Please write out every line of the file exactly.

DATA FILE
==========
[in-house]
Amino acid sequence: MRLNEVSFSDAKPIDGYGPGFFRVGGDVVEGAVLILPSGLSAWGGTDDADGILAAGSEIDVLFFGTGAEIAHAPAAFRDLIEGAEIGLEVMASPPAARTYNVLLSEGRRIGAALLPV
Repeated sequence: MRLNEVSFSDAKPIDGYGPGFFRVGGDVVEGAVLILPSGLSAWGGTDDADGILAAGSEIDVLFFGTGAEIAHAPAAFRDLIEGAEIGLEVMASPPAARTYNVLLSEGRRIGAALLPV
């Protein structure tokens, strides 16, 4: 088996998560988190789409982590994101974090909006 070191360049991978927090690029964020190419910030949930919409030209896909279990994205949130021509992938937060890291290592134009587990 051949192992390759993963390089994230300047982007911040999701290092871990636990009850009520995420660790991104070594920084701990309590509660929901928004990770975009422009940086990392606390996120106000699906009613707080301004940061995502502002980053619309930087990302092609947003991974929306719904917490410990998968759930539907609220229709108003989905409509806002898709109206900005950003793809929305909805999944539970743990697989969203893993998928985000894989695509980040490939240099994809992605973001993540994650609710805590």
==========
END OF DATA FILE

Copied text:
[in-house]
Amino acid sequence: MRLNEVSFSDAKPIDGYGPGFFRVGGDVVEGAVLILPSGLSAWGGTDDADGILAAGSEIDVLFFGTGAEIAHAPAAFRDLIEGAEIGLEVMASPPAARTYNVLLSEGRRIGAALLPV
Repeated sequence: MRLNEVSFSDAKPIDGYGPGFFRVGGDVVEGAVLILPSGLSAWGGTDDADGILAAGSEIDVLFFGTGAEIAHAPAAFRDLIEGAEIGLEVMASPPAARTYNVLLSEGRRIGAALLPV
């Protein structure tokens, strides 16, 4: 088996998560988190789409982590994101974090909006 070191360049991978927090690029964020190419910030949930919409030209896909279990994205949130021509992938937060890291290592134009587990 051949192992390759993963390089994230300047982007911040999701290092871990636990009850009520995420660790991104070594920084701990309590509660929901928004990770975009422009940086990392606390996120106000699906009613707080301004940061995502502002980053619309930087990302092609947003991974929306719904917490410990998968759930539907609220229709108003989905409509806002898709109206900005950003793809929305909805999944539970743990697989969203893993998928985000894989695509980040490939240099994809992605973001993540994650609710805590």